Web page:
Demystifying Headlines: How to talk to kids about the news

It’s important to pay close attention to what children see in the news because studies have shown that kids are more afraid of violence in news coverage than in any other media content. By creating a proper perspective and context for news and current events programs, we can help kids develop the critical thinking skills they need to understand news stories and the news industry. (http://mediasmarts.ca/)

It can be hard to get away from headlines. Everywhere we go, CP24 seems to be always running on televisions in stores and waiting rooms while convenience stores and sidewalk boxes display the front page headlines in big bold letters! 

Headlines are great to sell papers, but terrible if you actually want to know what’s going on in the world. Not many of us take the time any more to read complete articles or listen to a complete newscast. Children in particular have the worst opportunity to receive the whole story; rather they pick up bits and pieces of new clips and adult conversations. Graphic photographs flash across screens and appear frequently across social media and children are often left with more questions than answers. 

 As parents and teachers, we must always be aware of the effect of new stories on our children and take the opportunity on a regular basis to keep conversations open while providing age-appropriate factual information, keeping the focus on the Facts, not Fear. 

Here are some tips for parents and teachers to keep in mind when talking to children about the news: 

    • Don’t assume they haven’t heard about it! Kids hear everything and when they don’t hear the whole story, they are masters at using bits and pieces of information to fill in the blanks. Kids will pick up clips of headlines and hear other kids talking on the playground or asking questions in class. We need to encourage these questions so that when they need information, they are getting the right answers to their questions from adults they trust.  
    • Be conscious of developmental stages when talking about the news. School age children can have a lot of trouble differentiating reality from fantasy and it usually isn’t until middle school that children can independently decipher what is real and what is fiction. 
    • Define new words. Sometimes the scariest part of listening to the news is the words they use. Lots of children have trouble processing adult discussions effectively because they don’t know what some of the big or uncommon words mean. Don’t assume they know what everything means and make a habit of defining new words for them and asking them what words might mean so you can clarify their understanding of concepts as they arise.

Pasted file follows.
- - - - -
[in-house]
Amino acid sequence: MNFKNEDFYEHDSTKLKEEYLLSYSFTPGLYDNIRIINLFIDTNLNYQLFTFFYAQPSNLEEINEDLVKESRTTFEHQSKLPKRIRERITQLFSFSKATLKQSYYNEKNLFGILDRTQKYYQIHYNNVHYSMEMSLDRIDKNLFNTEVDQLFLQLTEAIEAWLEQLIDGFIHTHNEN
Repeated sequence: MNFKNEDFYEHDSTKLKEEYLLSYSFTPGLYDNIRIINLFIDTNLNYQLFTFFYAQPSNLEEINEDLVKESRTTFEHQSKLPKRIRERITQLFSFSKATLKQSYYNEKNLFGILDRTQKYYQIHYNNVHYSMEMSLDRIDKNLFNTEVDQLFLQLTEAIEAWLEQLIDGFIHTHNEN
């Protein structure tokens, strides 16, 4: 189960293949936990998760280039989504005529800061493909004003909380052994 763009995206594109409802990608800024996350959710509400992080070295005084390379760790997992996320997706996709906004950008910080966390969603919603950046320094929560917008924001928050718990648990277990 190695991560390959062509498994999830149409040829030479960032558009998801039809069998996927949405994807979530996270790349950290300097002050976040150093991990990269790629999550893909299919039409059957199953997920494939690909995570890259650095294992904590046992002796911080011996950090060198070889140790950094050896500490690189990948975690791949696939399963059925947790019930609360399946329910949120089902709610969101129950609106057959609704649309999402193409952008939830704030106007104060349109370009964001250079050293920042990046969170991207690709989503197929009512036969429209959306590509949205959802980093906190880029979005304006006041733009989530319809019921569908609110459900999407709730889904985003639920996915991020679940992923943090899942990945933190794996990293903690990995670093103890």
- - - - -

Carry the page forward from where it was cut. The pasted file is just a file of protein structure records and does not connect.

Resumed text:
• Make teachable moments part of your daily routines. When something comes up or you are with your child when they see something alarming, talk about it. Help them make connections between what they are hearing and what they already know. 
    • Reassure them that they are safe. Children learn what they see. As parents, we need to provide a safe and reassuring environment for our children. If we are calm, they will be more calm. They take their cues from us, in the way we act and the way we talk. When talking about the news, remind them of how closely this affects them or not and how the “adults in charge” are handling the adult problems so that kids can just focus on being kids. 
    • Talk about “good news” stories as often as you talk about headline news. Find opportunities daily to focus on the good things that are happening every day in our community. This reduces the focus on “big events” that are happening in the world and hijacking headlines. 
    • Talk about  Media Literacy and teach children about the business of the news. The more they understand how headlines are used to grab people’s attention and keep them clicking through to the sites where publishers can sell ads, the more children start to realize a lot of the news is really about the value of entertainment. 
    • Teach children about bias and how to use their own critical thinking skills to question what they hear and to seek out accurate information. This is such an important skill and becoming one of the best survival skills of the 21st century to help filter out “fake news” and “click bait” as well as completely one-sided publications or opinions. 

Having to talk to kids about the news may not be the most comfortable task but it’s truly important. We hope these tips can help make the conversation easier for adults and children alike.


To learn more about how Oak Learners is helping students stay ahead of the curve for the 21st Century, visit our Alternative School in Etobicoke for students Kindergarten through Grade Six. 

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Kelly Farrell

Kelly Farrell is the Founder and Director of Oak Learners. She is dedicated to supporting learners of all ages and abilities reach their goals and love the learning journey. Kelly’s philosophy of education is based in the understanding that every child has the capacity to excel and succeed when they are given the tools and taught the skills to help them on their journey.
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